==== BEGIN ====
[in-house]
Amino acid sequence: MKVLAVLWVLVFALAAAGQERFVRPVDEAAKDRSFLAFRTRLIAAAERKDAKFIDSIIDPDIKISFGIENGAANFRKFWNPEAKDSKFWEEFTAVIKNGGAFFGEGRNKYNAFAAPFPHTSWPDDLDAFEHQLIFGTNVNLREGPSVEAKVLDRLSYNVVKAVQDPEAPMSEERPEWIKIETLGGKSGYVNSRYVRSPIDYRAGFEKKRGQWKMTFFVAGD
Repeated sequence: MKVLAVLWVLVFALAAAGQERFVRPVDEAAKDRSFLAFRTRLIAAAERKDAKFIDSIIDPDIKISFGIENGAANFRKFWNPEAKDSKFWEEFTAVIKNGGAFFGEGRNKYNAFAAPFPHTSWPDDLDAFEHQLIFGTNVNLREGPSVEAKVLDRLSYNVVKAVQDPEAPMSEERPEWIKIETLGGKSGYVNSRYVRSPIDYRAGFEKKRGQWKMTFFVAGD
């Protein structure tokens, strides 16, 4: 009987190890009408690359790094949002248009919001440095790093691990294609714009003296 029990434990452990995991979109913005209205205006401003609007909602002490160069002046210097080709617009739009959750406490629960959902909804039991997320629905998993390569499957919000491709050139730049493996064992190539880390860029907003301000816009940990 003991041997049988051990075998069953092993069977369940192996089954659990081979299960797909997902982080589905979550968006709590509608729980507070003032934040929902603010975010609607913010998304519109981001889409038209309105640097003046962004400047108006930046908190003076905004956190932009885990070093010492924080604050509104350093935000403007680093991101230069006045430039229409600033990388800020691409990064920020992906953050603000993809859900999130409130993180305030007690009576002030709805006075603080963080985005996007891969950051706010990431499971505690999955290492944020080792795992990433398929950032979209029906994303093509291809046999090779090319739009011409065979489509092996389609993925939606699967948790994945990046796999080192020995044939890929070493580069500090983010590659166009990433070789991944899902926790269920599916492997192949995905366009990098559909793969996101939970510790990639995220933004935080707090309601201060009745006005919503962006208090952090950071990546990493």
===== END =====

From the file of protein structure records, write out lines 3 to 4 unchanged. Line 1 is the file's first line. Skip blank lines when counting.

Repeated sequence: MKVLAVLWVLVFALAAAGQERFVRPVDEAAKDRSFLAFRTRLIAAAERKDAKFIDSIIDPDIKISFGIENGAANFRKFWNPEAKDSKFWEEFTAVIKNGGAFFGEGRNKYNAFAAPFPHTSWPDDLDAFEHQLIFGTNVNLREGPSVEAKVLDRLSYNVVKAVQDPEAPMSEERPEWIKIETLGGKSGYVNSRYVRSPIDYRAGFEKKRGQWKMTFFVAGD
């Protein structure tokens, strides 16, 4: 009987190890009408690359790094949002248009919001440095790093691990294609714009003296 029990434990452990995991979109913005209205205006401003609007909602002490160069002046210097080709617009739009959750406490629960959902909804039991997320629905998993390569499957919000491709050139730049493996064992190539880390860029907003301000816009940990 003991041997049988051990075998069953092993069977369940192996089954659990081979299960797909997902982080589905979550968006709590509608729980507070003032934040929902603010975010609607913010998304519109981001889409038209309105640097003046962004400047108006930046908190003076905004956190932009885990070093010492924080604050509104350093935000403007680093991101230069006045430039229409600033990388800020691409990064920020992906953050603000993809859900999130409130993180305030007690009576002030709805006075603080963080985005996007891969950051706010990431499971505690999955290492944020080792795992990433398929950032979209029906994303093509291809046999090779090319739009011409065979489509092996389609993925939606699967948790994945990046796999080192020995044939890929070493580069500090983010590659166009990433070789991944899902926790269920599916492997192949995905366009990098559909793969996101939970510790990639995220933004935080707090309601201060009745006005919503962006208090952090950071990546990493």